Community planning: Neighbourhood planning UK
Localism Act
Plans and Policy

A new planning system for England – the Localism Act

The Localism Act (2011):
A plain English guide
A plain English guide to the Localism Act, DCLG, 2011
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A clear 22 page summary of the Act which became law on 15 November 2011.
The Localism Act
The Localism Act 2011, The Stationery Office, 2011
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Full text of the Act

The neighbourhood plan process

The legislation establishes the legal framework for:
Neighbourhood Planning
An Introduction to Neighbourhood Plans, DCLG, 2011
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The official four page introduction to Neighbourhood Plans
Statutory Instruments: 2012, No. 637, Town and Country Planning, England. The Neighbourhood Planning (General) Regulations 2012
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The regulations governing neighbourhood planning.
Funding and implementation

The government is providing funding and other incentives for local communities to engage in neighbourhood planning. These enable communities to shape what actually happens on the ground and include: Pre-application consultation

The new legislation makes it compulsory for developers to consult local communities before applying for planning permission.

Pre-application Consultation
Pre-application consultation with communities: a basic guide – February 2011
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Official note explaining the new requirement for developers to consult with local communities prior to submitting certain planning applications.


This page partly funded by the Department for Communities and
Local Government, 2011.


Nick Wates Associates


Last updated on:12 November 2012
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Community right to build
A Community Right to Build Order can be prepared by any local community organization with 50% members living within the neighbourhood. It is site-specific for small scale developments, with any profits distributed among members. It is a special type of Neighbourhood Development Order which creates opportunities for local people to implement development proposals for new homes, playgrounds, meeting halls, businesses or shops. As long as the proposals meet certain criteria and are approved in referendum, they will not need a traditional planning application to be approved. To download a pdf with further information click on Go to website.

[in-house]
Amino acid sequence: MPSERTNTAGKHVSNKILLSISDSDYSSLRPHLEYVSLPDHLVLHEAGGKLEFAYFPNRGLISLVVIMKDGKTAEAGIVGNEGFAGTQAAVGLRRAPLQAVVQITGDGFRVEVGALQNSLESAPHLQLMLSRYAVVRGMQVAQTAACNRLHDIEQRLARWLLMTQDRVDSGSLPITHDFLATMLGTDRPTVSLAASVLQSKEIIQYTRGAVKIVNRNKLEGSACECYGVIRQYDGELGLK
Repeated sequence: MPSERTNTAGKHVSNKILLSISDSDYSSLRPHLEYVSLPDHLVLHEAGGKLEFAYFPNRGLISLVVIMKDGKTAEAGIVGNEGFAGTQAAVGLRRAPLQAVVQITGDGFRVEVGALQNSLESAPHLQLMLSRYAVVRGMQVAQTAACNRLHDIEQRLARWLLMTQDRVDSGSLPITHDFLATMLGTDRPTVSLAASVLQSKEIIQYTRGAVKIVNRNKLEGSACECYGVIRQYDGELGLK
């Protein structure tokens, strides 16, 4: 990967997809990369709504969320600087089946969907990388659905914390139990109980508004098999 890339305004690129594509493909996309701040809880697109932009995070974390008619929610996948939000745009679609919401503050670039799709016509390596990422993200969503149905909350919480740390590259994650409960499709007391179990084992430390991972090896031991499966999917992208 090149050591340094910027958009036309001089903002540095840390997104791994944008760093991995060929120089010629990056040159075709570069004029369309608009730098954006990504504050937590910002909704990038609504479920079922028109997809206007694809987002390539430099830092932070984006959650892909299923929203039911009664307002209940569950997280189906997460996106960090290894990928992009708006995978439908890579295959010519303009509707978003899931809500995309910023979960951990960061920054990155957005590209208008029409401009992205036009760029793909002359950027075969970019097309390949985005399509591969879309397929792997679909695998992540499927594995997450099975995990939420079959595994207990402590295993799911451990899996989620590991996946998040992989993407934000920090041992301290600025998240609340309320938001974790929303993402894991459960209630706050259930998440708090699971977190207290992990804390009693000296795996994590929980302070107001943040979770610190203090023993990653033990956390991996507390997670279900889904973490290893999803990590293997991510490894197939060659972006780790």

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New Homes Bonus
A Government scheme to encourage local authorities to grant planning permissions for new houses by providing government grant. The bonus matches the council tax for any new home, or any empty property brought back into use, for the first six years. It is intended to counter ‘nimbyism’ by providing communities with an incentive to support development. Councils and communities will work together to decide how to spend this extra funding. The Bonus could be used for council tax discounts for local residents, boosting local services, or providing or retaining local facilities such as swimming pools or leisure centres. To download a pdf with further information click on Go to website.

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Community right to reclaim
A beefed up version of the established, but little used, Public Request to Order Disposal (PROD) process. Registers of publicly owned land are being compiled and published. This will enable community groups to hold to account the owners of sites which are not fully used. Securing a A PROD will normally mean that the land is sold on the open market. Community groups or others may then be able to acquire it and bring it back into a beneficial use.

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Assets of Community Value
This allows a community group or an individual to ‘list’ a site which they argue is of value to the local community. The local authority has to maintain a list of sites. An owner wishing to sell the asset must notify the local authority which then imposes a moratorium on the sale. The moratorium period gives the local community time to develop a proposal for the transfer of the asset to community ownership. These assets might include meeting rooms, swimming pools, village shops, markets or pubs which, if closed or sold into private use, can be a damaging community loss. To download a pdf with further information click on Go to website.

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Community Infrastructure Levy (CIL)
A charge which local authorities can levy on any new building or extension with a floor area of 100 square metres or more to pay for the local infrastructure needed for new development – schools, community and health facilities, green space, roads. The charge is levied according to a tariff (£x per building) which is set by the local planning authority in consultation with local communities. The Localism Act requires charging authorities to allocate a meaningful proportion of revenues to the neighbourhood where they were raised.

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